Assimilation vs. Multiculturalism: Indos Return to Holland

The Indische (or Indos) were always going to stand apart. We know they were "different" in Indonesia; Europe might not be much different, indeed. We know they stood out. Muchly. And those were racial times. And don't think the anti-Colonialist fervor in the colonies did not have counterpoints from reactionary "old Europe" Nationalism. Albeit those were small, vocal segments of the Dutch population.

The "Eurasians" couldn't stay in their "homeland" of the Dutch East Indies, for now it was a newly independent, Indonesia. Save for a few of them, staying was politically unfeasible. Going, was the only option- the strangest thing was they they were "going home," to a place many of them had never been to. 

The sociologist, Topaas de Boer-Lasschuyt, based upon her 1958 field study Eurasian Repatriates in Holland, advocated that Eurasians not be forcefully assimilated. The specific term they used backed then was "pillarized." One thing to keep in mind on the topic of Newly returned Indos to Holland is that during "repatriation" in the 1950's, assimilation (pillarization) was the only way. Even the Dutch Queen got involved. The Dutch were going to absorb these people, one way or another. The task was simple, at least conceptually: remake the Indos into post-War Dutch. 

De Boer-Lasschuyt describes the social situation at the time as such:

"This frustration [after the loss of sovereignty] has caused two extreme ways of

thought in Holland, (a) a feeling of guilt for the fact that Holland once was a

colonial power with all the immoral consequences thereof, (b) a feeling of

complete reaction—a wishing and longing for the return to the good old times

which with a few alterations and harmless modernization, would offer a far

better solution [both] for the Dutch and for the "natives." Since the final handing

over of the Sovereignty to Indonesia supporters of both extremes have one trait in

common: they dislike to be remembered [sic] of the colonial past. This is one of

the difficulties Repatriates and especially the Eurasian Repatriates are faced

with in Holland."

There were riots in the Hague in June of 1958, between Dutch and Eurasian youth, the tensions bubbling over between Eurasians frustrated with pillarization and a resentful, world-weary white Dutch. To place the Eurasian thinking into some context- remember that they came from privilege- in Batavia, and other outposts in the colony. They were administrators, bureaucrats, doers and the local glue, and/or the local lubricant- colonial semiconductors, available for whatever was necessary to make the system work- and that had value. It was value enough to guarantee a spot above the teeming underclasses of locals. They went from that, to slipping down-rung in social stature as the power relations shifted- and soon to be punished, as Indonesian majority rule and decolonization gathered steam. Furthermore, they took it from the other side, when they "repatriated" (a euphemism for getting kicked out) , as we have discussed.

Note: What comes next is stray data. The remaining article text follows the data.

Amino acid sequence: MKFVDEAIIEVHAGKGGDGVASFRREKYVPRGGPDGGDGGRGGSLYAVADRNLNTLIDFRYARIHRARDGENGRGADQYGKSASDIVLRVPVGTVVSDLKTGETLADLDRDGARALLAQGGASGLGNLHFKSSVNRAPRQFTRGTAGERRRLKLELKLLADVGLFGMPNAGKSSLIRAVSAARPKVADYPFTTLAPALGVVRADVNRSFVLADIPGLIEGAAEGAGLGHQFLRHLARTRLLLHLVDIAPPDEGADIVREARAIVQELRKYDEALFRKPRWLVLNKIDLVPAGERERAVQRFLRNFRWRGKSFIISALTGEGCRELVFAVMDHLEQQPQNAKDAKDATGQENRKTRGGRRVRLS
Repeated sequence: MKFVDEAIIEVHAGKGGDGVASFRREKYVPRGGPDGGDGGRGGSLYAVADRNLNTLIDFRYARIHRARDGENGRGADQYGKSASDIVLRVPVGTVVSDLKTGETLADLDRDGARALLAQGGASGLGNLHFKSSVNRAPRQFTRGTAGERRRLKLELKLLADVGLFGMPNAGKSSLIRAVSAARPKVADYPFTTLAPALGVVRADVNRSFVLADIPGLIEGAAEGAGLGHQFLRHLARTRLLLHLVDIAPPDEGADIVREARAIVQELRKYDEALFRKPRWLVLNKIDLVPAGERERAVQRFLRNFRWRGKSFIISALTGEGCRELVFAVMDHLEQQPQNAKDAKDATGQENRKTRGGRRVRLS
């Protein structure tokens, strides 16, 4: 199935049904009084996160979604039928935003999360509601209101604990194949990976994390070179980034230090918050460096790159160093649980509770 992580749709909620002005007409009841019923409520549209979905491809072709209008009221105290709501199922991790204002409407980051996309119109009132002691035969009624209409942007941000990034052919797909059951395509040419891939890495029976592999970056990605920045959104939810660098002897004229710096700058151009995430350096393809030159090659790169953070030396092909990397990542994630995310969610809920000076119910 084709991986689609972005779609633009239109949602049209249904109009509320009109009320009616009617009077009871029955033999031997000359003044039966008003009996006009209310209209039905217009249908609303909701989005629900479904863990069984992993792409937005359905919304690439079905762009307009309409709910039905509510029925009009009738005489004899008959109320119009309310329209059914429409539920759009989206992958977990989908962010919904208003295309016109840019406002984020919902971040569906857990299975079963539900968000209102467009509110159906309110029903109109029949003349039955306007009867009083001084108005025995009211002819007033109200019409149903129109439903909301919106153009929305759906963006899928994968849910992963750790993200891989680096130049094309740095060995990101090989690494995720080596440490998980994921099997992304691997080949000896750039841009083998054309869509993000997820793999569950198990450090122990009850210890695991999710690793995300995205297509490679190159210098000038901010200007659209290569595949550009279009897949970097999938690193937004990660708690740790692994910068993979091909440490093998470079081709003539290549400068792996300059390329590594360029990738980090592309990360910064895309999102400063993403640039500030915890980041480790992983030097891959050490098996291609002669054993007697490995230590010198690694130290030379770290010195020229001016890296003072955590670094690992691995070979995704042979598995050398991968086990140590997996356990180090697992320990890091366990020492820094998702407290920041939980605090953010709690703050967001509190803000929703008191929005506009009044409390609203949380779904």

If you live by the sword, you die by the sword, as the aphorism goes. Eurasians benefitted on both sides when the timing was favorable, in fact they benefitted greatly from the entirety of the colonial enterprise (don't assume they were an underclass back then). Though, they did get screwed over by both sides when the time was unfavorable. 

This all brings Tjalie Robinson's achievements into focus. We can understand why his advocacy for multiculturalism was bold- because so many forces were arrayed toward replacing an "alien" way (in this case the Eurasian one) with a static Dutch Thinking. One of Tjalie Robinson’s most oft-quoted statements goes as follows: "I did not care that people wanted to call me ‘neither fish nor fowl,’ and wanted to label me, an Indo, either Indonesian or Dutch. For them I just had to choose between the two, right? Nevertheless, I stubbornly named the turtle as ‘neither fish nor fowl,’ and praised this animal as a unique, land-and-sea-lover who lives to very old ages, whose meat has an excellent taste, and who cuts through oceans from continent to continent. I said, ‘Just as I do not find the turtle inferior, although he is neither fish nor fowl, I do not think the Indo inferior. And that is the end of it![i]{C}" He had this flair, and this handle on the issues. The contradiction, the idea of this turtle, has something timeless, something universal to it and is attractive to a “mixed” person, wherever you are, or however you define yourself. 


[i] "Tjalie Robinson." Amerindo: A Portal for the Dutch Eurasian Indo Community in the United States. UC Berkeley, Web. 28 Apr. 2013. <>.